George H.W. Bush will be carried to his final resting place at his presidential library on the campus of Texas A&M by a specially outfitted locomotive that resembles Air Force One.
The 4,300-horsepower train will take Bush’s casket and family and friends on the 70-mile trip from Houston to College Station, passing through five small towns on the roughly two-and-a-half-hour trip on Thursday, the Associated Press reported.
“I might have left Air Force One behind,” Bush joked about locomotive 4141 — painted in the blue and white of the presidential aircraft — during its 2005 unveiling at the university in honor of the 41st president.
After it arrives at Texas A&M, a motorcade will take the casket to his presidential library.
Bush will be buried after a private ceremony next to his wife, former first lady Barbara Bush, who died in April, and their 3-year-old daughter Robin, who died in 1953 of leukemia.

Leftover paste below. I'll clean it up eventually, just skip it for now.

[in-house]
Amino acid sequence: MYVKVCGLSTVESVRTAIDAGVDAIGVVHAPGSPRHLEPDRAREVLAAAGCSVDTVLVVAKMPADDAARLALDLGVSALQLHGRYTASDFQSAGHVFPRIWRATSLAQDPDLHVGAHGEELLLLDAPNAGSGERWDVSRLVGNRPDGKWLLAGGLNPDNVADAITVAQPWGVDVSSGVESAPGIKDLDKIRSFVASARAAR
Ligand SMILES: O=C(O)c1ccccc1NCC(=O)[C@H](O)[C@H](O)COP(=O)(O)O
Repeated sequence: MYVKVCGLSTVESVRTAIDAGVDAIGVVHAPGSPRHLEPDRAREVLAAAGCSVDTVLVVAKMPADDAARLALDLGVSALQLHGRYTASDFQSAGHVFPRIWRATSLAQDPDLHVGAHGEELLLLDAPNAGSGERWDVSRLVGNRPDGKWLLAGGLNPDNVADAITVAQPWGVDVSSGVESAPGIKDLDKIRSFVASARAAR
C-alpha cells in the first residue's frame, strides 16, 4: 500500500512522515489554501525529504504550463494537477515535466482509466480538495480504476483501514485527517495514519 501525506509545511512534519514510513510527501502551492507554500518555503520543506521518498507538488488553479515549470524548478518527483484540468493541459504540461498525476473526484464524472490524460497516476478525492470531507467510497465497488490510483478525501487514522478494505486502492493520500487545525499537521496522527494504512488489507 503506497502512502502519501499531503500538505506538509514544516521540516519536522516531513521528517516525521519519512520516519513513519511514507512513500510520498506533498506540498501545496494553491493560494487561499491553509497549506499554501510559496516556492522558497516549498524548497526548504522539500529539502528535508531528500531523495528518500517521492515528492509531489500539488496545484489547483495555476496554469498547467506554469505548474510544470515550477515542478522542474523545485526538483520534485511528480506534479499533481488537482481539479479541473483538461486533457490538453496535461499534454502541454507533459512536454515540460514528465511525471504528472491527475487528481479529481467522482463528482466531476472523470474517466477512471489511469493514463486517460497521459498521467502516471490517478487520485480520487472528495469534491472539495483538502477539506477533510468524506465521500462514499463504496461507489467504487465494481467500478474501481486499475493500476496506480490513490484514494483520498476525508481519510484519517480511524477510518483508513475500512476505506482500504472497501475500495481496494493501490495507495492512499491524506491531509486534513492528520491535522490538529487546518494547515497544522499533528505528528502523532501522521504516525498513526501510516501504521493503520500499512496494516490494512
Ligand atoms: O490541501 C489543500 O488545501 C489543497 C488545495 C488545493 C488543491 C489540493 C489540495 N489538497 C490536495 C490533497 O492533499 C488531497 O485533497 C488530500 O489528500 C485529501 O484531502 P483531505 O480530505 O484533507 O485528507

The train’s sixth car, dubbed “Council Bluffs,” has been modified with transparent sides to allow onlookers lining the tracks to see Bush’s flag-draped casket.
It will be the first presidential funeral train since Dwight Eisenhower’s casket was transported from the Washington National Cathedral to his hometown of Abilene, Kansas, in 1969.
Abraham Lincoln’s funeral train in 1865 was the first.
Like many aspects of Bush’s funeral, the train had been part of the intricate planning for years, said Jim McGrath, the former president’s longtime spokesman.
Federal officials reached out to Union Pacific in 2009 at Bush’s request about making the train available for his funeral.
“We said, ‘Of course and also we have this locomotive that we would want to have obviously be part of it,’” company spokesman Tom Lange said.
Bush died last Friday at the age of 94 at his Houston home.
President Trump dispatched Air Force One, designated as “Special Mission 41,” to carry Bush’s casket to Washington on Monday.
Bush lay in state at the Capitol Rotunda until Wednesday, when a funeral was held at the Washington National Cathedral.
He was eulogized by his son President George W. Bush as the “best father a son or daughter could ask.”
George W. Bush breaks down while eulogizing his father
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